David Massey, a full professor of mathematics at Northeastern University and the founder of the Worldwide
Center of Mathematics, sat down with our math intern Tori for an interview this
week. He is the first in hopefully a string of mathematicians who will be
interviewed for this new blog series.

**Are you currently involved in any research?**

Yes - I study abstract notions of space in any number of
dimensions. I prove things about what those spaces look like at places where
they’re not smooth [singularities].

**How do you picture those?**

You don’t really. You picture what happens in low dimensions
and hope that it gives you intuition for the higher dimensions. You can’t
picture the higher dimensions, so you prove theorems that describe them. I’m
interested in singularities because they’re a great blend of topology,
commutative algebra, algebraic geometry… a lot of stuff.

**When did you first become interested in math? Was there a specific moment when you knew you wanted to pursue this field?**

I had two terrible math teachers in high school. There was my geometry teacher, and then my algebra II teacher was even worse. I was actually thinking about being a lawyer. I was always doing math though; I proved my first theorem while working on a computer program in 10

^{th}grade. I finally fell in love with math in 11

^{th}grade. My Pre-Cal teacher was very good. His name was Mr. Smith, he had just received his master’s degree, and he was just very excited about teaching math.

**Do you credit anyone in particular for guiding you to a career in math?**

My father tripled majored in math, physics, and astronomy in
college. He didn’t do anything with that though; he went into the family
business. But he was always very excited and supportive of my pursuit of
abstract mathematics.

**Have you experienced any roadblocks in becoming a mathematician?**

Not of the kind that I think you mean. In a sense, math IS
roadblocks. You don’t know if the things you’re trying to prove are true. Maybe
you find out that what you suspected is false or maybe you just never know one
way or the other. If you think of problems as roadblocks, you shouldn’t go into
math. You need to enjoy the puzzles.

**What was your favorite math class?**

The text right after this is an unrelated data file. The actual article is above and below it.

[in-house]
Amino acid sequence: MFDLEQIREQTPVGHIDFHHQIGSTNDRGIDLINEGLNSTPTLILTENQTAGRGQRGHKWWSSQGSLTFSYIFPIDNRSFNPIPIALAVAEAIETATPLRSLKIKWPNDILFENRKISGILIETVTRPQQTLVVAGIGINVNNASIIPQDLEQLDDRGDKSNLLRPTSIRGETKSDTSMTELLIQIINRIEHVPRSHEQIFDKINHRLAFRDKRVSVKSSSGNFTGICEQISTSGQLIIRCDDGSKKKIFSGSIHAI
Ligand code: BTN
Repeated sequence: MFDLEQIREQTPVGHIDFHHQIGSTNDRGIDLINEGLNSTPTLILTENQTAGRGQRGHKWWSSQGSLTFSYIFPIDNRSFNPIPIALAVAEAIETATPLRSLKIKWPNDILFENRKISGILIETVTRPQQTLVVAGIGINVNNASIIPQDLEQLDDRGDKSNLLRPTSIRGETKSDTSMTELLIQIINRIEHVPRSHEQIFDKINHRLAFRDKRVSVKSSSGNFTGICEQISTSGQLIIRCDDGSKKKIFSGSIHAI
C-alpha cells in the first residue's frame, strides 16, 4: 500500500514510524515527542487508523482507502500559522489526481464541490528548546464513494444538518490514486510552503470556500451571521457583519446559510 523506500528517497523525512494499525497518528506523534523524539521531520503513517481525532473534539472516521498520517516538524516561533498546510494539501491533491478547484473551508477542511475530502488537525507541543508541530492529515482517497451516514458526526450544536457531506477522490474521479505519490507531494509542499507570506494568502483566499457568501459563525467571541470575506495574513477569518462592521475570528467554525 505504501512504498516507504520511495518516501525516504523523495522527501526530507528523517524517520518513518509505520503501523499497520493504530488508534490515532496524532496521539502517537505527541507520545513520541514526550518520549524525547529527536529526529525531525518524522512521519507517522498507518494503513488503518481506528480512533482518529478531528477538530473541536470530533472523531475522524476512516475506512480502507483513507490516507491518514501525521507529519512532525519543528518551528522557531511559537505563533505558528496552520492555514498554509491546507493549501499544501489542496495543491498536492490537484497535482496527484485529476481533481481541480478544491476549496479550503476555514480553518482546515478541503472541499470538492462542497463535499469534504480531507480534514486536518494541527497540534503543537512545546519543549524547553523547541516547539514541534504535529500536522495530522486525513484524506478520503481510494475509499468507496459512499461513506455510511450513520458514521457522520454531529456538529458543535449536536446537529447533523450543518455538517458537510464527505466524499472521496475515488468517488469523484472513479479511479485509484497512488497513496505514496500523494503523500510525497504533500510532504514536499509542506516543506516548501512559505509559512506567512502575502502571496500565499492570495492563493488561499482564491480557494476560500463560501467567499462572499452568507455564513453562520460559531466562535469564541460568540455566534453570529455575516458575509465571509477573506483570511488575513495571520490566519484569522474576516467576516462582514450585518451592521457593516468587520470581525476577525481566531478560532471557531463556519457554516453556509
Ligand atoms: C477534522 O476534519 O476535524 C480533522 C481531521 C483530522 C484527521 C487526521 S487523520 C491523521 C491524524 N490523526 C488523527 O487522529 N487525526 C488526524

**If you could attend a class taught by any mathematician or math professor, living or deceased, whose class would it be?**

Riemann. Newton or Archimedes of course would be cool, but their
mathematics was part of the early foundations of mathematics. Somehow I think
that Gauss was a bad teacher – I’m not sure why I think that. However, Riemann had
amazing ideas, which only Gauss fully appreciated at the time, and I’ve gotten
an impression that Riemann was a good teacher.

**What would you want him to teach?**

Anything.

**Do you have a favorite proof?**

Because it’s just so simple, and yet so cool, the proof that
the square root of 2 is irrational. A trivial proof by today’s standards, but still
so cool.

**Any general advice for undergrads or students looking to go into math?**

Many undergrads end up majoring in engineering because there
aren’t many jobs outside of academia entitled “mathematician”. But most
importantly, don’t go for a Ph.D. in mathematics unless you

*love*math. You have to be someone that thinks about proofs all the time, you have to think about them in the shower, you have to dream about math, and wake up thinking about math. You have to think it’s fun. If you don’t find it fun, you’re going to be miserable.**Newton or Leibnitz?**

I don’t think there’s any question that Newton developed
Calculus first. Leibnitz’s notation is superior. Calculus wouldn’t be as
popular today without Leibnitz. Newton is known as a great mathematician and
physicist, but Leibnitz is known as a co-inventor of Calculus plus being an
intellectual in many areas outside of mathematics.

**As a more personal question that obviously won’t be a part of future interviews, why did you start the Worldwide Center of Math?**

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